Banco Pichincha shut down much of their online system after encountering suspicious activity on their network, though their ATMs and online banking were kept online. In other cybersecurity news, a flaw in a mobile application could have exposed the data of over 200,000 BrewDog shareholders.
Over the weekend, the IT systems for Olympus’ U.S. operations, a leading medical technology company, were taken offline to prevent further damage from a cyberattack. Officials claim that there is no indications of data loss, though this attack comes just weeks after Olympus EMEA fell victim to a ransomware attack that was attributed to the BlackMatter group. The investigation is still ongoing, with no update on when systems will be restored to normal functionality.
Following a suspected cyberattack, nearly all the core systems at the University of Sunderland, in the U.K., were forcibly taken offline. As of writing, the attack shut down their main website and classes were cancelled while the systems are being restored. Unfortunately, this attack is another in an extensive line of educational organizations being targeted as victims of cyberattacks, both for disruption and for financial gain.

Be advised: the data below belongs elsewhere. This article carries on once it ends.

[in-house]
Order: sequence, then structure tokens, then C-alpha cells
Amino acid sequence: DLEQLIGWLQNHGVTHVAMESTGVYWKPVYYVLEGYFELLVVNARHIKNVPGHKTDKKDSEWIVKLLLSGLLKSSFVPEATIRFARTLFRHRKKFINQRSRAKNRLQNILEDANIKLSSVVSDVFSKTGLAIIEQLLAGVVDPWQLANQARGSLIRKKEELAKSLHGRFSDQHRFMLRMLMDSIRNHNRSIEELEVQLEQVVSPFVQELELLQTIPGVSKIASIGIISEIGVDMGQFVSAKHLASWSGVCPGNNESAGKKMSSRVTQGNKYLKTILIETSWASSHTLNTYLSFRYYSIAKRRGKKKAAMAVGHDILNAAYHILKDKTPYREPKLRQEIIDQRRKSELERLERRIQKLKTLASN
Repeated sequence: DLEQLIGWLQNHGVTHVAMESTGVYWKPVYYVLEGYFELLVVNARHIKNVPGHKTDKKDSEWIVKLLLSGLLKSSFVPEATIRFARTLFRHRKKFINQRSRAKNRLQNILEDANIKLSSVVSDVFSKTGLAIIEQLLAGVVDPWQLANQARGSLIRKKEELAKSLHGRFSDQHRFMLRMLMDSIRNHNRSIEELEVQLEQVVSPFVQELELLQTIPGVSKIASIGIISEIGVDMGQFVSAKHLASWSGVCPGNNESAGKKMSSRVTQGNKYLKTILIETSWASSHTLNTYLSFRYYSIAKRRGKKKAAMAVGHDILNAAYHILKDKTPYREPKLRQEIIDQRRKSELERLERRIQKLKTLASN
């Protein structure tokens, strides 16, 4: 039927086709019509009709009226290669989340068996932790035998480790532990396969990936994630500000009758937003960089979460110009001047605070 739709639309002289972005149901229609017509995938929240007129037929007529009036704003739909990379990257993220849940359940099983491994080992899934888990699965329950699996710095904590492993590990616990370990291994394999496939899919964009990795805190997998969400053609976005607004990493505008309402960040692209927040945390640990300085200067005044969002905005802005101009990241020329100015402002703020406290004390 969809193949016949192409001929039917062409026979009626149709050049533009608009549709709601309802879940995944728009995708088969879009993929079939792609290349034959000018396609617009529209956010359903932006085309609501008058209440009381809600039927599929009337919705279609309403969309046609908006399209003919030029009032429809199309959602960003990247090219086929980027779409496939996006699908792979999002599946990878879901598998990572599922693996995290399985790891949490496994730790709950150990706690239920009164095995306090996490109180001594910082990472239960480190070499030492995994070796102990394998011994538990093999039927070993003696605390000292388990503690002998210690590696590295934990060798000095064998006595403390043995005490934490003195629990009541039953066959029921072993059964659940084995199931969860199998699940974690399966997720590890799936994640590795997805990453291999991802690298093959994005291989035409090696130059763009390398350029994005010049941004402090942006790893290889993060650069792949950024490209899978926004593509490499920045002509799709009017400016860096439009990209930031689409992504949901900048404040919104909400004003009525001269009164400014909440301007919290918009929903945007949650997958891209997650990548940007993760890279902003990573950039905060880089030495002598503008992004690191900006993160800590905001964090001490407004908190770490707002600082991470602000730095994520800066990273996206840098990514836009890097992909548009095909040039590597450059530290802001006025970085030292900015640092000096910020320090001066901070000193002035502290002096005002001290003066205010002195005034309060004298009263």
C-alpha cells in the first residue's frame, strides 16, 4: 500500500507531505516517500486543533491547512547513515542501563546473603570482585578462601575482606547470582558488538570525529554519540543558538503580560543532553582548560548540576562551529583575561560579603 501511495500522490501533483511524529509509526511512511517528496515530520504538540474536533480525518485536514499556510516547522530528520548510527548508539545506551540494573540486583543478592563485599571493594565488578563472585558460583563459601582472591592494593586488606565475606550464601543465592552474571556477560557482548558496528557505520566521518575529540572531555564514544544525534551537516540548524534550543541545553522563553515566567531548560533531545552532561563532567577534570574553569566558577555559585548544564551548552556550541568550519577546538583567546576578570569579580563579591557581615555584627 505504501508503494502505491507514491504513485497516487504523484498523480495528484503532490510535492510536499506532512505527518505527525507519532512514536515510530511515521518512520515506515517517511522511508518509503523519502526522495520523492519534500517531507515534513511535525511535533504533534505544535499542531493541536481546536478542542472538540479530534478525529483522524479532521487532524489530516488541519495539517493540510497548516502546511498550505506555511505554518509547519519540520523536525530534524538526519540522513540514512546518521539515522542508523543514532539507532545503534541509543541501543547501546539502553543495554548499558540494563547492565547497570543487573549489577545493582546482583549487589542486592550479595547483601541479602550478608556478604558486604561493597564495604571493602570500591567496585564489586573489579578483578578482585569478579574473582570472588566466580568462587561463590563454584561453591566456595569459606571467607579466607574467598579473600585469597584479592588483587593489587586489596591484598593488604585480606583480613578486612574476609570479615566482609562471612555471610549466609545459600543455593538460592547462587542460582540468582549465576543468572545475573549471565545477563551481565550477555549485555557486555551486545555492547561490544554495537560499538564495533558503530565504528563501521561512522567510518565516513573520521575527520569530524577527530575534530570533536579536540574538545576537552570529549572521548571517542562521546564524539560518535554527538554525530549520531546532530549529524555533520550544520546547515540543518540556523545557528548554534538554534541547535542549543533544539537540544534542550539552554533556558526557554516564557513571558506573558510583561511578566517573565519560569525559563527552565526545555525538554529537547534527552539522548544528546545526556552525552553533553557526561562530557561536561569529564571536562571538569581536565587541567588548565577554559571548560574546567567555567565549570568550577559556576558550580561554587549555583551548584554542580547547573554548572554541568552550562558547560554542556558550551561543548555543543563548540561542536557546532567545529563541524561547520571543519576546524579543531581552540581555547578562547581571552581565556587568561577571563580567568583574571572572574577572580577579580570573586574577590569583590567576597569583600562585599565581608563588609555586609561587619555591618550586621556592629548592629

Researchers discovered a serious flaw in the recently updated authentication system that BrewDog, a Scottish brewery, uses for their mobile applications. All their 200,000 shareholders could have had their information compromised. The flaw itself appears to bypass an authentication check that would confirm the identity of the user inputting the credentials but can easily be changed by appending the resulting URL. The discovered security flaw has been active for over 18 months.
Over a year after the San Juan Regional Medical Center in New Mexico suffered a data breach that saw an unknown hacker remove a significant amount of personally identifiable information, officials have finally begun contacting affected individuals. The attack occurred in early September 2020 but was first reported to authorities in June of this year. The attack compromised and leaked the data of 69,000 patients. Fortunately, the medical center properly secured their systems and are offering credit and identity monitoring for all affected individuals.
Following unusual activity in their networks, Banco Pichincha, Ecuador’s largest bank, was forced to take much of their network systems offline. Officials confirm that ATMs and online banking are still operational, though mobile apps are still down from the attack. Though it seems that no financial information has been taken, the appearance of Cobalt Strike on the bank’s network does appear to point towards a ransomware attack.